• [0020]
    The present invention reduces central processing unit (CPU) cycle consumption of the mobile device, due to the mobile device not having a constant and persistent connection to the server. The reduction in CPU cycle consumption increases the device's available capacity to process other activities, tasks and applications, increases battery life, and results in a faster, richer user experience.
  • [0021]
    The present invention reduces network consumption, as the mobile device will not need to maintain a constant and persistent connection to the server over an IP network. This results in no IP data bandwidth utilization by the mobile device, which increases the mobile devices' ability to service other applications that require network access, increases battery life, and has the potential to dramatically decrease the cost of operation to the mobile device owner (example: decreased mobile data roaming charges based on usage over conventional systems). In addition, the network provider will have additional resources available that would otherwise be engaged with a constant and persistent connection to a mobile device.
  • [0022]
    The present invention eliminates the requirement of the mobile device and the service provider having the ability to support simultaneous voice and data services.
  • [0023]
    The present invention eliminates the requirement of the user having a data services plan, thus reducing ongoing costs significantly.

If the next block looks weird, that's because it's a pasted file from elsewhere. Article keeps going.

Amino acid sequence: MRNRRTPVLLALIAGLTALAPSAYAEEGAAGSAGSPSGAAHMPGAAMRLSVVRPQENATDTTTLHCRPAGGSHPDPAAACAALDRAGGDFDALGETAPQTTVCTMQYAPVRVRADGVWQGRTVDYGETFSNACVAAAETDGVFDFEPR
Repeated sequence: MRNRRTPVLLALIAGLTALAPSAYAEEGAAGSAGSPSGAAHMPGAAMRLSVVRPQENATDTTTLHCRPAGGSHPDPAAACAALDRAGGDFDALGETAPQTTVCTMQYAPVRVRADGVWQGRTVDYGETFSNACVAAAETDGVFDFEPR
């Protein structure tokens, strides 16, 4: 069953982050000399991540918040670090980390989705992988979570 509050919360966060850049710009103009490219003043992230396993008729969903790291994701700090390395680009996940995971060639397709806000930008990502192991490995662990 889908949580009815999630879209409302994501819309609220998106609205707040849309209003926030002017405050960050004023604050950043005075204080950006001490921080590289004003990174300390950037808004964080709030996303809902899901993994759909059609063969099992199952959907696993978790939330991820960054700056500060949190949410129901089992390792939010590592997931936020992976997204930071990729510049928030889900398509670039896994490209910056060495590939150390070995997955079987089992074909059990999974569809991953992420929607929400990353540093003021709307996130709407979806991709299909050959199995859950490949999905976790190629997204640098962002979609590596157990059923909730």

• [0024]
    To the accomplishment of the foregoing and related ends, certain illustrative aspects of the invention are described herein in connection with the description and the annexed drawings. These aspects are indicative of various ways in which the invention may be practiced, all of which are intended to be covered by the present invention. Other advantages and novel features of the invention may become apparent from the following detailed description of the invention when considered in conjunction with the drawings.
  • BRIEF DESCRIPTION OF THE DRAWINGS
  • [0025]
    FIG. 1 is block diagram illustrating a Conventional Caption Voice Call Network Flow.
  • [0026]
    FIG. 2 is a block diagram illustrating a SMS Delivered Caption Voice Call Network Flow—an aspect of the present invention.
  • [0027]
    FIG. 3 is a block diagram illustrating a SMS Delivered Caption Data Network Flow—an aspect of the present invention.
  • DETAILED DESCRIPTION OF THE PREFERRED EMBODIMENT
  • [0028]
    The present invention is now described with reference to the drawings, wherein like reference numerals are used to refer to like elements throughout. In the following description, for purposes of explanation, numerous specific details are set forth in order to provide a thorough understanding of the present invention. It may be evident, however, that the present invention may be practiced without these specific details. In other instances, well-known structures and devices are shown in block diagram form in order to facilitate describing the present invention.
  • [0029]
    As used in this application, the terms “component” and “system” and “server” are intended to refer to a computer-related entity, either hardware, a combination of hardware and software, software, or software in execution. For example, a component may be, but is not limited to being, a process running on a processor, a processor, an object, an executable, a thread of execution, a program, and/or a computer. By way of illustration, both an application running on a server and the server can be a component. One or more components may reside within a process and/or thread of execution and a component may be localized on one computer and/or distributed between two or more computers.